One of the huge benefits of switching to Markdown to write documents is, that the documents themselves are searchable through your operating system's built-in search (e.g., Cortana on Windows, Spotlight on macOS or Dash on Linux systems). But of course it helps a lot if you don't have to leave the program when you are searching for something. That's where the search comes in! There are basically three distinct search functions: A fast filtering function that you use every time you select another directory in the list on the left, a document-wide search and a global search.
The first function has already been mentioned on multiple occasions. As the preview list only displays all files inside a given directory and all of its sub-directories, just select different directories to narrow down the list of all files to the ones you need to see. Or, select a root directory to get the full list.
Searching in files¶
If you are searching for specific phrases or words inside your currently opened file, just press
Cmd/Ctrl+F. A small popup will open underneath the magnification symbol providing you with the common search and replace options. Just type something and hit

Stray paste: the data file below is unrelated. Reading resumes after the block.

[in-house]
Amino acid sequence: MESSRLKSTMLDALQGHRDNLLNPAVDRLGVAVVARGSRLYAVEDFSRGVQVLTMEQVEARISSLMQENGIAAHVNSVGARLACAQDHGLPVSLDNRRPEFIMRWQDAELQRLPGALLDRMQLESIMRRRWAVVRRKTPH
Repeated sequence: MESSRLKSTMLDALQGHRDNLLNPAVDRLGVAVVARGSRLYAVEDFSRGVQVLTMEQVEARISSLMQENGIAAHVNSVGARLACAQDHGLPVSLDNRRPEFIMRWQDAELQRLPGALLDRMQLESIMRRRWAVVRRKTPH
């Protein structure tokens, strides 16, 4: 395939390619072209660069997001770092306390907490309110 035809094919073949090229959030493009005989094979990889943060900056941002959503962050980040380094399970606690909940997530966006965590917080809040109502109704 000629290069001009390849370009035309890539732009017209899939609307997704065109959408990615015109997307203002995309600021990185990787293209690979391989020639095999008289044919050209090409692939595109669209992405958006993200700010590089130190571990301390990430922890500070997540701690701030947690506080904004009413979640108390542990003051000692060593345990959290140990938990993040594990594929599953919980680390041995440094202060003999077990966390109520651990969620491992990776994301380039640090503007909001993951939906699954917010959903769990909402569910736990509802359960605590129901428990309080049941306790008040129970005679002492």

Enter repeatedly to cycle through the matches. Press
ESC or click outside the popup to close the search.
Tip: You can also make use of powerful regular expressions for searching. Zettlr by default performs a default search, but when a regular expression is detected (i.e., your search is encapsulated with slashes), it will perform a RegEx search. Once Zettlr has detected a regular expression, the search field will change its font to monospace to help you write your regular expression. To search for all digits, for instance, you'd search for
If you press
Enter while the replace input is focused, Zettlr will replace the current search result and automatically highlight the next occurrence of your search term. Hit
Enter repeatedly to replace multiple occurrences. If you want to replace all occurrences at once, you can hit
Alt+Enter while the replace input has focus.
Tip: Just as in other editors, you can make use of variables while searching with a regular expression. If you search for something using a regular expression that contains at least one capturing group, you can use the variable
$1inside your replacement text. Such variables will be replaced with the actual found content of the capturing groups. Multiple occurrences of the variable will be replaced as well. The number after the